The new arrangements will also simplify matters for students who change address within the State. The requirement for prior residence in the administrative area of an awarding authority has given rise to a lot of confusion in the past. It has resulted in a cumbersome process of transferring application forms between awarding authorities, losing valuable processing time. This situation will be alleviated in the new arrangement. The Bill also sets out the nationality requirements that students must meet to qualify for a grant. It sets out certain categories of persons who are entitled to benefit from student grants, subject to the other terms and conditions of the schemes. It provides the Minister with the power to prescribe other categories of non-nationals that will be eligible for student support.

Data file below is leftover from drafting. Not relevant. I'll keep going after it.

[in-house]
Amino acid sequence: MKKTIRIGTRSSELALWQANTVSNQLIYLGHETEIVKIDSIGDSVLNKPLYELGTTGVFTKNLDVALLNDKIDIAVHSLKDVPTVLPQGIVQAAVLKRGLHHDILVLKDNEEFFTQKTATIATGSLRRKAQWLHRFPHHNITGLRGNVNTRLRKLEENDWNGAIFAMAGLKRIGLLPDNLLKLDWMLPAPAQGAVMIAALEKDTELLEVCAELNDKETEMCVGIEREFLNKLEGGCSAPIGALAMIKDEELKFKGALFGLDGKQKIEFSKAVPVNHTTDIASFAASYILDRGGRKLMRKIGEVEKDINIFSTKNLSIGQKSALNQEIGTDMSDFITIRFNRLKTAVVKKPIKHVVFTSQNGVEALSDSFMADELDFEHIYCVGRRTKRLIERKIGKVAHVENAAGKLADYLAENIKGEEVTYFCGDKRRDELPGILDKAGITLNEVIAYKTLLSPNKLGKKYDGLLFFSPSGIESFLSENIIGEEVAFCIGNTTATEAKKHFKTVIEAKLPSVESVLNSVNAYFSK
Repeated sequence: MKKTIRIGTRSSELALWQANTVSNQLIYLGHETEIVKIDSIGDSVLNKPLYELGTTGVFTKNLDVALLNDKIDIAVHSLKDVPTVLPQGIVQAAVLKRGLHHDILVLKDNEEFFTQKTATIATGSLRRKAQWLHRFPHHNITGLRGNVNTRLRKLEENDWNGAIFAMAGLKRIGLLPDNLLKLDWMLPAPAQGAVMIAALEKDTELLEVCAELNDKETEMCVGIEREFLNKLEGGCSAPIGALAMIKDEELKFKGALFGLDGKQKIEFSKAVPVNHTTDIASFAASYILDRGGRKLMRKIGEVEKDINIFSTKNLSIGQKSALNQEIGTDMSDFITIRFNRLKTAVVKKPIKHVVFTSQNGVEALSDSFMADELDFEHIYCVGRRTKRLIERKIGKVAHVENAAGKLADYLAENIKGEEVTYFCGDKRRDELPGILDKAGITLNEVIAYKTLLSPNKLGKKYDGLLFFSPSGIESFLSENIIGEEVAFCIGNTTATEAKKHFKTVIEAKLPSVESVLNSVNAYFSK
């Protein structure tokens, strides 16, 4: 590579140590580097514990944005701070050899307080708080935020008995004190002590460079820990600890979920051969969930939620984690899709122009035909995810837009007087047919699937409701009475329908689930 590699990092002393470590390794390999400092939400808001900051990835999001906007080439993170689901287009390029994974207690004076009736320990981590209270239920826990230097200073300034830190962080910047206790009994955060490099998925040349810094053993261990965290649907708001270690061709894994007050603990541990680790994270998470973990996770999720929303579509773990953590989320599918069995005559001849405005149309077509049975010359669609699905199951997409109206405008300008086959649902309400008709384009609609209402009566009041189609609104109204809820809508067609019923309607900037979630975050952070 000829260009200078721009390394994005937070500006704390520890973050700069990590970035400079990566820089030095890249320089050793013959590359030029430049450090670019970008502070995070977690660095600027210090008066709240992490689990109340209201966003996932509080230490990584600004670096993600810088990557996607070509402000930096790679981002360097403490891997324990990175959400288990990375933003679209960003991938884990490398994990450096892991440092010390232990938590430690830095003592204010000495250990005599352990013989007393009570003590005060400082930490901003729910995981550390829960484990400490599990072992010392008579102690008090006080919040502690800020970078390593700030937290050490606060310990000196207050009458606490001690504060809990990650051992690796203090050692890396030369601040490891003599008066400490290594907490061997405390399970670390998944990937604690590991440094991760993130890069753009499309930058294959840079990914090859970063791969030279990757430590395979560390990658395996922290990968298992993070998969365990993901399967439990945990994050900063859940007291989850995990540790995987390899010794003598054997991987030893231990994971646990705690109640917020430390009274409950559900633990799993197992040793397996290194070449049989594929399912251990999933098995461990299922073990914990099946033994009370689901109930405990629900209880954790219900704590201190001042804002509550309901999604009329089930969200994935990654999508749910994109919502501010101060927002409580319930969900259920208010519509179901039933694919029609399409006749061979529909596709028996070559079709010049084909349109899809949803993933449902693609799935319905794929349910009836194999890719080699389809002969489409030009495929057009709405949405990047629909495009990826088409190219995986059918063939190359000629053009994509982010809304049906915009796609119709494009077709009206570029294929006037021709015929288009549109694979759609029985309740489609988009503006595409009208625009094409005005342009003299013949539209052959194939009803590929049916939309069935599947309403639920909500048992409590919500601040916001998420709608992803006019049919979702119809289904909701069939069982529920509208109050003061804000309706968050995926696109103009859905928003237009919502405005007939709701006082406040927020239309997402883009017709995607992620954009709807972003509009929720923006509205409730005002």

The Bill provides for the establishment of a scheme of grants that will be provided for by the Minister by way of regulation, with the consent of the Minister for Finance. The regulations for the scheme will govern the classes of grants, the categories of applicants and a range of eligibility criteria, including income. The Bill provides for the making of regulations for different categories of students, enabling the continuation of the recognition currently given to mature students. It also provides for the making of regulations for independent students. This will enable me to address in regulations, if resources permit and if there are compelling reasons for doing so, the current situation whereby all students who are under 23 must be assessed with reference to their parents' income, although they may have been living independently of their parents, have their own spouses or families and been self-supporting for a number of years.